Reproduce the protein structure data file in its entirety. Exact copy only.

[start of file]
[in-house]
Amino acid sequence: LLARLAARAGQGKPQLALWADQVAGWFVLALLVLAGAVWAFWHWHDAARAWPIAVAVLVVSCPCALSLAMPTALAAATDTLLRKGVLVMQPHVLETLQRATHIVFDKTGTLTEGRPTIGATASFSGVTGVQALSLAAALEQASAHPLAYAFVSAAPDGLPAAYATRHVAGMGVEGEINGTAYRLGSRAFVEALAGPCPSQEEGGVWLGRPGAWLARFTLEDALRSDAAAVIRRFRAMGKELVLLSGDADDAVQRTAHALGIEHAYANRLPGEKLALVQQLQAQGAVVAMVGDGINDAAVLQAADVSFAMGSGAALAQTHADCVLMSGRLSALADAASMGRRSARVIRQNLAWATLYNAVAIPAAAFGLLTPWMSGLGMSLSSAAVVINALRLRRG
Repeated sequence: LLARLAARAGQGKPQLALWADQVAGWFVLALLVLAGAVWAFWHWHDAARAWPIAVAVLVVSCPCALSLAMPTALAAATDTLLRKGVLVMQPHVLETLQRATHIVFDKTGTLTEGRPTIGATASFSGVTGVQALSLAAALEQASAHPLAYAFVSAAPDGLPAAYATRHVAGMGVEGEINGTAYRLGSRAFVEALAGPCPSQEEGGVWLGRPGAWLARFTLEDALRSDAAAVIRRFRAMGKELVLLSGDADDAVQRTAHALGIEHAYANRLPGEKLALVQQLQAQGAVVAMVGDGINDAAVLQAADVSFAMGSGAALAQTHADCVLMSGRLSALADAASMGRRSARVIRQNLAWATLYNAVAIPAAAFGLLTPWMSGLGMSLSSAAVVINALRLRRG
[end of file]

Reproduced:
[in-house]
Amino acid sequence: LLARLAARAGQGKPQLALWADQVAGWFVLALLVLAGAVWAFWHWHDAARAWPIAVAVLVVSCPCALSLAMPTALAAATDTLLRKGVLVMQPHVLETLQRATHIVFDKTGTLTEGRPTIGATASFSGVTGVQALSLAAALEQASAHPLAYAFVSAAPDGLPAAYATRHVAGMGVEGEINGTAYRLGSRAFVEALAGPCPSQEEGGVWLGRPGAWLARFTLEDALRSDAAAVIRRFRAMGKELVLLSGDADDAVQRTAHALGIEHAYANRLPGEKLALVQQLQAQGAVVAMVGDGINDAAVLQAADVSFAMGSGAALAQTHADCVLMSGRLSALADAASMGRRSARVIRQNLAWATLYNAVAIPAAAFGLLTPWMSGLGMSLSSAAVVINALRLRRG
Repeated sequence: LLARLAARAGQGKPQLALWADQVAGWFVLALLVLAGAVWAFWHWHDAARAWPIAVAVLVVSCPCALSLAMPTALAAATDTLLRKGVLVMQPHVLETLQRATHIVFDKTGTLTEGRPTIGATASFSGVTGVQALSLAAALEQASAHPLAYAFVSAAPDGLPAAYATRHVAGMGVEGEINGTAYRLGSRAFVEALAGPCPSQEEGGVWLGRPGAWLARFTLEDALRSDAAAVIRRFRAMGKELVLLSGDADDAVQRTAHALGIEHAYANRLPGEKLALVQQLQAQGAVVAMVGDGINDAAVLQAADVSFAMGSGAALAQTHADCVLMSGRLSALADAASMGRRSARVIRQNLAWATLYNAVAIPAAAFGLLTPWMSGLGMSLSSAAVVINALRLRRG